If you have any further questions about either the books or the imprint, check out our new Paper Table website.





Brand design: Lisa Baudry


Thursday, October 26, 2017

Michele Leggott: Vanishing Points Launch



Michele Leggott: Vanishing Points (2017)


It’s an optical amusement, a punctured surface letting light pour through holes cut out of the picture. Moon, army tents and the windows of houses and St Mary’s church glow or flicker with luminance. Between them move women and children as well as soldiers. Steamers, a brig and a schooner ride on the moonlit sea. Part and not part of the scene is the artist’s son, who lies three days buried in the churchyard at the foot of the hill where his father sits sketching the arrival of imperial troops. Now walk away from the painting when it is lit up and see how light falls into the world on this side of the picture surface. Is this what the artist meant by his cut outs? Is this the meaning of every magic lantern slide?.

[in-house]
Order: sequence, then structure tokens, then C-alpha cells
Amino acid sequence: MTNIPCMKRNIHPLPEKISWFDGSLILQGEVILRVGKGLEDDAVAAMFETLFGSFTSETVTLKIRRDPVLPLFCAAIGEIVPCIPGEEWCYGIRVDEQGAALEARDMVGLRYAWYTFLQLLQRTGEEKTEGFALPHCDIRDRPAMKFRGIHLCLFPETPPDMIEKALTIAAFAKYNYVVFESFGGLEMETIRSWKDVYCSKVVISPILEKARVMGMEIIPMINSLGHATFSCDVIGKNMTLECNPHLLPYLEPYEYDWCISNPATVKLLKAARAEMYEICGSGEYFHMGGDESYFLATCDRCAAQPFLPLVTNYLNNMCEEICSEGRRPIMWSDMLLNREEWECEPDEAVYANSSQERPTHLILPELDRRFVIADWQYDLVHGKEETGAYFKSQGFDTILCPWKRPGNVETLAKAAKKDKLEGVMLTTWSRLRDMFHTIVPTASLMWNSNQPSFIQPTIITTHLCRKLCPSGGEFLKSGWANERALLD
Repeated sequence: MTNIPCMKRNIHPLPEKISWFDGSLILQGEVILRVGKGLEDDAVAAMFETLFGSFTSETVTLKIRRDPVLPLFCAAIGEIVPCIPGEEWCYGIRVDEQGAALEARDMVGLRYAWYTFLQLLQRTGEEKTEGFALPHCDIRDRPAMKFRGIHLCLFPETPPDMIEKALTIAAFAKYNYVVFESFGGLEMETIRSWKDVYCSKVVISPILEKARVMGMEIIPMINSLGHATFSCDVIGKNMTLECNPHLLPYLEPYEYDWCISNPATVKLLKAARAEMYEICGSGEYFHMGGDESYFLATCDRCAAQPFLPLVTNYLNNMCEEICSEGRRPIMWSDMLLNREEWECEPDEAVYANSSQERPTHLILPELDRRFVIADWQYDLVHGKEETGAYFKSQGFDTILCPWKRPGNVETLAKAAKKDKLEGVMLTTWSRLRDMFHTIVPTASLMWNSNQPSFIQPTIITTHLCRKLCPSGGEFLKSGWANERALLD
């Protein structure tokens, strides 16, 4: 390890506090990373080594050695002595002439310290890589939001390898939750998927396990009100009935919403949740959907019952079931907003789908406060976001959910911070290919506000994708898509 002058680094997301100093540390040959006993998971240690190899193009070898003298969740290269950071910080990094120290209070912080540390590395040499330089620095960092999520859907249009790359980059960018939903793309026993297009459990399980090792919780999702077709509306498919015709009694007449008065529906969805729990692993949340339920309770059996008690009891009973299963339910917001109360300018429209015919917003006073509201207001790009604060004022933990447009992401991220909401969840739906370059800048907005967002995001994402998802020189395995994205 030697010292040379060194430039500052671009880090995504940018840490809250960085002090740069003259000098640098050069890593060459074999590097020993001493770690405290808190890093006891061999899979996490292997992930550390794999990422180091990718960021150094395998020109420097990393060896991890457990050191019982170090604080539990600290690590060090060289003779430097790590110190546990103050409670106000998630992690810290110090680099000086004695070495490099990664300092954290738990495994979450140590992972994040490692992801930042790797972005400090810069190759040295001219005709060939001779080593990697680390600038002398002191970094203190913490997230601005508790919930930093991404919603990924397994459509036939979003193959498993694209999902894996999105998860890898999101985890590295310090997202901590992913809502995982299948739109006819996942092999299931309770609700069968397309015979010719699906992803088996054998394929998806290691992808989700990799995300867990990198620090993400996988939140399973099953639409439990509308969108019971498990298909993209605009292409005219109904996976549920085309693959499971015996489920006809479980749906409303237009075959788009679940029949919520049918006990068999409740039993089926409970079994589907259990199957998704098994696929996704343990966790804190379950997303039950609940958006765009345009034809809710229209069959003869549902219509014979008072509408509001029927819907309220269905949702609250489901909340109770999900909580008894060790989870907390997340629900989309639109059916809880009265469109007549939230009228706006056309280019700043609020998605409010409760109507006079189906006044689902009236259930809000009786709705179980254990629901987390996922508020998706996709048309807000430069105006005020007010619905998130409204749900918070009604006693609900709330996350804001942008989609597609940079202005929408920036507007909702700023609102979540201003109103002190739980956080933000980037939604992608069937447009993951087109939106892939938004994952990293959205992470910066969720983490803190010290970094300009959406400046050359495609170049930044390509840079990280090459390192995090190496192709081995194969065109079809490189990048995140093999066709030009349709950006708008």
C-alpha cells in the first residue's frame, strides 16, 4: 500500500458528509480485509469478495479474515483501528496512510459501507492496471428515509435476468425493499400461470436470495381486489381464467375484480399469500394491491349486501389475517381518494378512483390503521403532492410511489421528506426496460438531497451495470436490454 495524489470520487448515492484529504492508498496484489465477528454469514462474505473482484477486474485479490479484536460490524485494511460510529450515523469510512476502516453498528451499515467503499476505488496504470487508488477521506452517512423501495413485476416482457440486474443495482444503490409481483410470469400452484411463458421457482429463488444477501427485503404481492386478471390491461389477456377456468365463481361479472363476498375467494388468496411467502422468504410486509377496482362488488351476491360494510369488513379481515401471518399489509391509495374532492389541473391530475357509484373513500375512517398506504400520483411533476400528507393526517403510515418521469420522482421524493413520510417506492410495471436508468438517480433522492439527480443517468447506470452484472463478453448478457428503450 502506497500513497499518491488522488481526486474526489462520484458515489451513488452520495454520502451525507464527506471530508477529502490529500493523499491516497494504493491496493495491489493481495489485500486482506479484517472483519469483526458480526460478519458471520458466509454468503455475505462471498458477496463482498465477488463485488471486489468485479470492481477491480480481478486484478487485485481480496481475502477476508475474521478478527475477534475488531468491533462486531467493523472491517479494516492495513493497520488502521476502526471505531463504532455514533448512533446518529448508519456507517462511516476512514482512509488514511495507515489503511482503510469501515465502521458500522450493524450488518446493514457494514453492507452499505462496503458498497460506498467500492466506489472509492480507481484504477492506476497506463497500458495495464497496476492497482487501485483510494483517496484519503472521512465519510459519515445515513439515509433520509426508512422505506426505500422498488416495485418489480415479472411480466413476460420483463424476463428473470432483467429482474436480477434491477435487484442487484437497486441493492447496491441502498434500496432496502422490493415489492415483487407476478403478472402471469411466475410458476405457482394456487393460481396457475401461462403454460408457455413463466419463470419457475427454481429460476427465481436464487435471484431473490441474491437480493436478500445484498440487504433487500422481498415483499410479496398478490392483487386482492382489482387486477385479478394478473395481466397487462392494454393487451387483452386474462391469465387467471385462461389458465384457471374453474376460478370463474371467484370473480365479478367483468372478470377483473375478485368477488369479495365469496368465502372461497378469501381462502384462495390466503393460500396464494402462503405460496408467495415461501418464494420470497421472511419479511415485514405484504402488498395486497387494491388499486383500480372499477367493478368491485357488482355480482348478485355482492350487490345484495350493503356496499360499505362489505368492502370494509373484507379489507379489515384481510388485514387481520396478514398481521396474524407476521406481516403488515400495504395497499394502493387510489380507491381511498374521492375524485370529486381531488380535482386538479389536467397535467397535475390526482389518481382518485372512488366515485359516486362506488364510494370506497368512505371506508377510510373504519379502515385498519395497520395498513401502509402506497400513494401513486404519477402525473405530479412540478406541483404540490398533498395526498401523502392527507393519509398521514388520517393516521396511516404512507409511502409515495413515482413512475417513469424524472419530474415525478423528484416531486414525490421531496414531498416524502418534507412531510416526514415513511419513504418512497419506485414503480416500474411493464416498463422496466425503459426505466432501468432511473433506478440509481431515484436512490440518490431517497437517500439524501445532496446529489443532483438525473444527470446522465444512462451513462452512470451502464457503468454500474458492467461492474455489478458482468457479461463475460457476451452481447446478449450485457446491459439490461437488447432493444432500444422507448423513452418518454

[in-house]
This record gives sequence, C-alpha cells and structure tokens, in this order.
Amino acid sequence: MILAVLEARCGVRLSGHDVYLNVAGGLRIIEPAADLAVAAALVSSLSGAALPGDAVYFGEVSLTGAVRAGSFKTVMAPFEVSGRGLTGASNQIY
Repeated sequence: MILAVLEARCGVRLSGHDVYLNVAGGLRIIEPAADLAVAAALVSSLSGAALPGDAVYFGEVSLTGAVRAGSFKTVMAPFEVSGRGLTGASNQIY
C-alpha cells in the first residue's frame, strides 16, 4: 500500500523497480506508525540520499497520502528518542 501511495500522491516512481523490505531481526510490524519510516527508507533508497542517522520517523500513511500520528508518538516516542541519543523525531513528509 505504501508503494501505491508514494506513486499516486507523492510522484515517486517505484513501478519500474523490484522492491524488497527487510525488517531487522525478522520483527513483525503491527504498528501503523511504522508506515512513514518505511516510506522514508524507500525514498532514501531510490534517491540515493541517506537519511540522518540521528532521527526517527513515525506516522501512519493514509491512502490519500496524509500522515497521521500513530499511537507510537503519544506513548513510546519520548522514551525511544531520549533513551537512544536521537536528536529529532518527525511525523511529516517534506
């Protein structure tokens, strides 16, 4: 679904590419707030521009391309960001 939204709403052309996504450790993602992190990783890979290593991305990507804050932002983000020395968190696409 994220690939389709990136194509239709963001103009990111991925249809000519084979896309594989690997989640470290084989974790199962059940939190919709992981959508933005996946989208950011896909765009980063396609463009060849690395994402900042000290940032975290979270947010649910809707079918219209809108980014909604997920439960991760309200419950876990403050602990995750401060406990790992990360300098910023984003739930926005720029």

In all the excitement of Labour weekend, don’t miss the launch of Michele Leggot’s luminous new poetry collection on Tuesday evening!

7–8.30pm, Tuesday 24 October 2017
Devonport Library, 2 Victoria Road, Devonport, Auckland
Koha appreciated.

We had an excellent time on Tuesday night. The Devonport Library Associates once again gave us a rousing welcome: Jan Mason and Paul Beechman gave the opening speeches, and Ian Free presented Michele and myself with some lovely bottles of bubbly. Sam Ellworthy was there to represent Auckland University Press, her publisher, and closed off the evening with a few words.

Tim Page did his usual brilliant job as sound-master, as well as creating a wonderful animation of the book's cover image, Edwin Harris's 1860 painting 'New Plymouth under Siege.' The original has little holes in it which look like twinkling lights when illuminated from the other side. Tim got us as close to that as one can imagine with his screen projection of this strange, haunting, rather Gothic work:


Edwin Harris: ‘New Plymouth under Siege – 40th Regiment, Marsland Hill, Taranaki 1860’ (3 August 1860)


My job was twofold: first to introduce Michele and her book, and secondly to interview her about it. it's always a bit difficult to make these setpiece 'conversations' sound at all spontaneous, but various people told me afterwards that they thought we'd carried it off.